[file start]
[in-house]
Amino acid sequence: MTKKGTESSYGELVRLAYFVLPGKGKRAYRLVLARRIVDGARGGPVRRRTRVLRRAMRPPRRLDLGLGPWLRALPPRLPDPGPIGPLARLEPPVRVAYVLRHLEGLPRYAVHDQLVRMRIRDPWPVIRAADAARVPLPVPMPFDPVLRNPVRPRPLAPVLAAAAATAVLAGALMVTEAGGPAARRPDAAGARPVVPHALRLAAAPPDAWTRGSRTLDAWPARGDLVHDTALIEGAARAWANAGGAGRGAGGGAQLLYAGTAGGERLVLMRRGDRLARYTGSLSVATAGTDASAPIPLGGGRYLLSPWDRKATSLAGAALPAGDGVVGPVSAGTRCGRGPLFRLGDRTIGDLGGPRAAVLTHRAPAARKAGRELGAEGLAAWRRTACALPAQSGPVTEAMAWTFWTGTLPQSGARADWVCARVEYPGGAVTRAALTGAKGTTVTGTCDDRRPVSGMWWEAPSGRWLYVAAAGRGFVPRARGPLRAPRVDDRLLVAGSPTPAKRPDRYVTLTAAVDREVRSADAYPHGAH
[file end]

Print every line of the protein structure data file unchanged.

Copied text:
[in-house]
Amino acid sequence: MTKKGTESSYGELVRLAYFVLPGKGKRAYRLVLARRIVDGARGGPVRRRTRVLRRAMRPPRRLDLGLGPWLRALPPRLPDPGPIGPLARLEPPVRVAYVLRHLEGLPRYAVHDQLVRMRIRDPWPVIRAADAARVPLPVPMPFDPVLRNPVRPRPLAPVLAAAAATAVLAGALMVTEAGGPAARRPDAAGARPVVPHALRLAAAPPDAWTRGSRTLDAWPARGDLVHDTALIEGAARAWANAGGAGRGAGGGAQLLYAGTAGGERLVLMRRGDRLARYTGSLSVATAGTDASAPIPLGGGRYLLSPWDRKATSLAGAALPAGDGVVGPVSAGTRCGRGPLFRLGDRTIGDLGGPRAAVLTHRAPAARKAGRELGAEGLAAWRRTACALPAQSGPVTEAMAWTFWTGTLPQSGARADWVCARVEYPGGAVTRAALTGAKGTTVTGTCDDRRPVSGMWWEAPSGRWLYVAAAGRGFVPRARGPLRAPRVDDRLLVAGSPTPAKRPDRYVTLTAAVDREVRSADAYPHGAH